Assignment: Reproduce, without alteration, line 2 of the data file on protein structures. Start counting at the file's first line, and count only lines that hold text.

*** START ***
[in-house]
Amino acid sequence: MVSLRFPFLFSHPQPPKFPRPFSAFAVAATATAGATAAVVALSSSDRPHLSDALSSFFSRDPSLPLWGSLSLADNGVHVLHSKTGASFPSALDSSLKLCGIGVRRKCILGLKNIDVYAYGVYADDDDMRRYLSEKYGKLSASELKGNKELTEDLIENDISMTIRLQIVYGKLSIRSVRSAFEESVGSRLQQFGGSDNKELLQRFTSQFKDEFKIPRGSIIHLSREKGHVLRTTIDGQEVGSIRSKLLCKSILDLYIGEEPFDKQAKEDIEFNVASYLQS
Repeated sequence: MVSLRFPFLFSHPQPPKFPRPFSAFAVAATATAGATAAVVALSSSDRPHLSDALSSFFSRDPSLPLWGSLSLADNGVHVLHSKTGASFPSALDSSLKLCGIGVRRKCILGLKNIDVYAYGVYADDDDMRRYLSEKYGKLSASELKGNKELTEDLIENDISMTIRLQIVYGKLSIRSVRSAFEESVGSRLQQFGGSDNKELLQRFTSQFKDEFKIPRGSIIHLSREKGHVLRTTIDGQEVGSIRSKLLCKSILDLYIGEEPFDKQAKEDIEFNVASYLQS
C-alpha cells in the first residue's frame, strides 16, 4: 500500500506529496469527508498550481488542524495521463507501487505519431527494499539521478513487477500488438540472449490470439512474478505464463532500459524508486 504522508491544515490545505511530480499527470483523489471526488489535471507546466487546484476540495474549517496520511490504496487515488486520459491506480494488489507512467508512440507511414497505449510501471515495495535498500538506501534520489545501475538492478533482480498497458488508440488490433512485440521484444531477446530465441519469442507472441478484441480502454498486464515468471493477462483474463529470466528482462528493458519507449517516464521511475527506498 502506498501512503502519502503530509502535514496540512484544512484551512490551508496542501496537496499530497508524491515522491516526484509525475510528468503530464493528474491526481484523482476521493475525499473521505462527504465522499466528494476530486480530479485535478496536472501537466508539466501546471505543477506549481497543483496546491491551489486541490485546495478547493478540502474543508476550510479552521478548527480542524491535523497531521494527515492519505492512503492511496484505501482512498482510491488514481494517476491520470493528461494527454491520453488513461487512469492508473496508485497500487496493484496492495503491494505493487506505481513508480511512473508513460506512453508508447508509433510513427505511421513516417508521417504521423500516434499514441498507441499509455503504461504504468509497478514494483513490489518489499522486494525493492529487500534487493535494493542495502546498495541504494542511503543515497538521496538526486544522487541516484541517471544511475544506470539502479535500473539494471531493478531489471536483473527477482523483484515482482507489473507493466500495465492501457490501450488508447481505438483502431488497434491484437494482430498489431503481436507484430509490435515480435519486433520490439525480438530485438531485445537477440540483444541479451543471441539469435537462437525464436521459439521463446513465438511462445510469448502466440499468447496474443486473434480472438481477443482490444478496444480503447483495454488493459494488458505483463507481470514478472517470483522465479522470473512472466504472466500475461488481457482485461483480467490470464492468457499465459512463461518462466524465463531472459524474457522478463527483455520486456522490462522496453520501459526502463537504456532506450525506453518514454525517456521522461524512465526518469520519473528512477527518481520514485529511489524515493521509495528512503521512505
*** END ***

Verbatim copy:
Amino acid sequence: MVSLRFPFLFSHPQPPKFPRPFSAFAVAATATAGATAAVVALSSSDRPHLSDALSSFFSRDPSLPLWGSLSLADNGVHVLHSKTGASFPSALDSSLKLCGIGVRRKCILGLKNIDVYAYGVYADDDDMRRYLSEKYGKLSASELKGNKELTEDLIENDISMTIRLQIVYGKLSIRSVRSAFEESVGSRLQQFGGSDNKELLQRFTSQFKDEFKIPRGSIIHLSREKGHVLRTTIDGQEVGSIRSKLLCKSILDLYIGEEPFDKQAKEDIEFNVASYLQS